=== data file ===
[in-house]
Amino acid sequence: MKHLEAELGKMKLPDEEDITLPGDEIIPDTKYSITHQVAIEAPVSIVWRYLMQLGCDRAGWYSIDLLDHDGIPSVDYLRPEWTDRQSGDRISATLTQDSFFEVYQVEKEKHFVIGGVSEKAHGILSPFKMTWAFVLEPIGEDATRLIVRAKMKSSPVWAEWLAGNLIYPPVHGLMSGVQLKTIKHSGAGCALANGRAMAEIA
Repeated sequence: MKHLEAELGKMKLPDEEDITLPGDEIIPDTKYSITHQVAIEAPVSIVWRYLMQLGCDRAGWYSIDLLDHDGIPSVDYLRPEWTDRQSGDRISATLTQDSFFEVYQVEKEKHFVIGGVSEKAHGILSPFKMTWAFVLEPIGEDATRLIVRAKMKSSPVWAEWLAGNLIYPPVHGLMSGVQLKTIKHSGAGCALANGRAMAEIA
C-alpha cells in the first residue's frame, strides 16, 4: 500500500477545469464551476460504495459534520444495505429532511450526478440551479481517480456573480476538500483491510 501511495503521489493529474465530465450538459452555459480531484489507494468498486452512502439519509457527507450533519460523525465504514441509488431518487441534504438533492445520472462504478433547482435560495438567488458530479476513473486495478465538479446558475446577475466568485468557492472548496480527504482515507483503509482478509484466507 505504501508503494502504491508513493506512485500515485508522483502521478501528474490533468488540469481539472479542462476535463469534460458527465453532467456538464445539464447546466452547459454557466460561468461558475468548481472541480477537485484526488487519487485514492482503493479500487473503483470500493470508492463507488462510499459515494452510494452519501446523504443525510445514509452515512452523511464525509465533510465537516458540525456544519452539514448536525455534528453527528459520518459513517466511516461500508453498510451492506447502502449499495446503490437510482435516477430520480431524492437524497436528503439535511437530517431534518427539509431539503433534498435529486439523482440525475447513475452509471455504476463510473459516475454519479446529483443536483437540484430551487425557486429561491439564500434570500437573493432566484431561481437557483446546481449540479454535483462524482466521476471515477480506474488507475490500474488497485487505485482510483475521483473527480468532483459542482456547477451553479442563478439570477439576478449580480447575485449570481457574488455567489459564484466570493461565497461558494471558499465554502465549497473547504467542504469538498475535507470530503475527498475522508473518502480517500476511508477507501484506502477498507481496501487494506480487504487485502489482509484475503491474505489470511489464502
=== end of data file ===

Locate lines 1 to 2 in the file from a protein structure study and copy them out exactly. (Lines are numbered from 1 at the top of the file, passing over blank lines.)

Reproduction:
[in-house]
Amino acid sequence: MKHLEAELGKMKLPDEEDITLPGDEIIPDTKYSITHQVAIEAPVSIVWRYLMQLGCDRAGWYSIDLLDHDGIPSVDYLRPEWTDRQSGDRISATLTQDSFFEVYQVEKEKHFVIGGVSEKAHGILSPFKMTWAFVLEPIGEDATRLIVRAKMKSSPVWAEWLAGNLIYPPVHGLMSGVQLKTIKHSGAGCALANGRAMAEIA